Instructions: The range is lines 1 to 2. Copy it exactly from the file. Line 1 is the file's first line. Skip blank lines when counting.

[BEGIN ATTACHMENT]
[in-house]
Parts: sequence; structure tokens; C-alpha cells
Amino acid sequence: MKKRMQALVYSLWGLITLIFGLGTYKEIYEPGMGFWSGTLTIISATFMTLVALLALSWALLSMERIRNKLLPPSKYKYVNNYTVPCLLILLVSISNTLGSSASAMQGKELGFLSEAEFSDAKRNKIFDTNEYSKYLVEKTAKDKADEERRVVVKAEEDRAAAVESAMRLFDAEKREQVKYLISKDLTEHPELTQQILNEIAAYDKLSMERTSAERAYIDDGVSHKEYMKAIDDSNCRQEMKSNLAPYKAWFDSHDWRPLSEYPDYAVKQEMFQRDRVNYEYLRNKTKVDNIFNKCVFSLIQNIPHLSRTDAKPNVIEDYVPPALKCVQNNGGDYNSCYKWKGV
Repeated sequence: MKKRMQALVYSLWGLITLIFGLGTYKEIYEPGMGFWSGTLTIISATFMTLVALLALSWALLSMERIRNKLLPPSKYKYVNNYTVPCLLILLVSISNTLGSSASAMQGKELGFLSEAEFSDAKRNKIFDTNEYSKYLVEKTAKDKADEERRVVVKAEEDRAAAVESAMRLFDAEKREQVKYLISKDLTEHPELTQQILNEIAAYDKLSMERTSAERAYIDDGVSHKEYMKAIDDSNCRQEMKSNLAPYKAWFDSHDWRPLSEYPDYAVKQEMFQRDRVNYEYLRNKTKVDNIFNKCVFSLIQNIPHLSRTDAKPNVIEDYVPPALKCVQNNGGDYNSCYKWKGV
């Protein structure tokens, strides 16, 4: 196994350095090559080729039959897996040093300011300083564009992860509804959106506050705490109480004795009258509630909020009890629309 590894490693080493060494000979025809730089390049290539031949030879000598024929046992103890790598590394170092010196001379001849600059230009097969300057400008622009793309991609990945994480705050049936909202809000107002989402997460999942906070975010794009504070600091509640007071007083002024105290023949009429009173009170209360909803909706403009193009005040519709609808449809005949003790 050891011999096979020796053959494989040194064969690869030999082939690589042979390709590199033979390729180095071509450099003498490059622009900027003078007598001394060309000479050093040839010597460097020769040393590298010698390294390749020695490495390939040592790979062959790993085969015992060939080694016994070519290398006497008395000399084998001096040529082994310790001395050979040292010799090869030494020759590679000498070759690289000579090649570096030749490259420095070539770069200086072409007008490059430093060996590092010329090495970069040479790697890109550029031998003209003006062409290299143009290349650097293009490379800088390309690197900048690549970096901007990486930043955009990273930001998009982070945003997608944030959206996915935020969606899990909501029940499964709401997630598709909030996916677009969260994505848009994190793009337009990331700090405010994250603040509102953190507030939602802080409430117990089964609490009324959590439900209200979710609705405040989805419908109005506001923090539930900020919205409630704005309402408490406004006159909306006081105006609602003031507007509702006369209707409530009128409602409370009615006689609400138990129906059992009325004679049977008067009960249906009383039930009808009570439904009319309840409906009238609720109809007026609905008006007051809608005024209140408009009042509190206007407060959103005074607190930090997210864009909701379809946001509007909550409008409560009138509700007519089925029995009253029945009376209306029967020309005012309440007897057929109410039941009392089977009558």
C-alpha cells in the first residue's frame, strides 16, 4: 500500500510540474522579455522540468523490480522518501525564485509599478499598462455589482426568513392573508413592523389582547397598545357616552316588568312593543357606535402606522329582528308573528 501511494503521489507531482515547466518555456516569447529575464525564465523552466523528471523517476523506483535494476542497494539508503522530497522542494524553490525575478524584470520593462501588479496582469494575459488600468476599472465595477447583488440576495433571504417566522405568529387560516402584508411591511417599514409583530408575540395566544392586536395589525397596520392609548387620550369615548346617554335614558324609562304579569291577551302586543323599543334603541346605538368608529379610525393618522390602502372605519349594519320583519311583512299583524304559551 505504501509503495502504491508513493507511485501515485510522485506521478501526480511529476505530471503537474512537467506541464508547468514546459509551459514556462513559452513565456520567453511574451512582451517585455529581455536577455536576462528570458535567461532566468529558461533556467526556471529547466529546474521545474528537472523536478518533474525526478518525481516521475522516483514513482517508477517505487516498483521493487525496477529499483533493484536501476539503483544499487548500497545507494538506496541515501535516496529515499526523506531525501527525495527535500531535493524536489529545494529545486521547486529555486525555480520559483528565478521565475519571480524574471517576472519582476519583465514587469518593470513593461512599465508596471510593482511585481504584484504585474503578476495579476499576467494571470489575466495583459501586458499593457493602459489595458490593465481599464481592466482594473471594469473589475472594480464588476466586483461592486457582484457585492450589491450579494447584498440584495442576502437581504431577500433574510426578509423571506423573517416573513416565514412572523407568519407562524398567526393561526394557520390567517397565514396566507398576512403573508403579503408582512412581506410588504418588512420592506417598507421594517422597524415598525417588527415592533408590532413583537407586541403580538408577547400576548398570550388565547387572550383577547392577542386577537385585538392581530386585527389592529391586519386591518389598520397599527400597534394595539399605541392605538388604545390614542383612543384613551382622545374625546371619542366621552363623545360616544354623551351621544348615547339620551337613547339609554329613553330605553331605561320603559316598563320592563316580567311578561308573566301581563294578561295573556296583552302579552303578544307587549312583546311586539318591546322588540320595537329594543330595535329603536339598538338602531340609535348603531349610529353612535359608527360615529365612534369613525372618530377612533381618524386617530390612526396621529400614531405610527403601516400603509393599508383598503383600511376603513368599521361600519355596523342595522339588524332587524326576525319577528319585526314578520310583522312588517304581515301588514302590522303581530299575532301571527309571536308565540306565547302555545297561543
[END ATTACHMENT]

[in-house]
Parts: sequence; structure tokens; C-alpha cells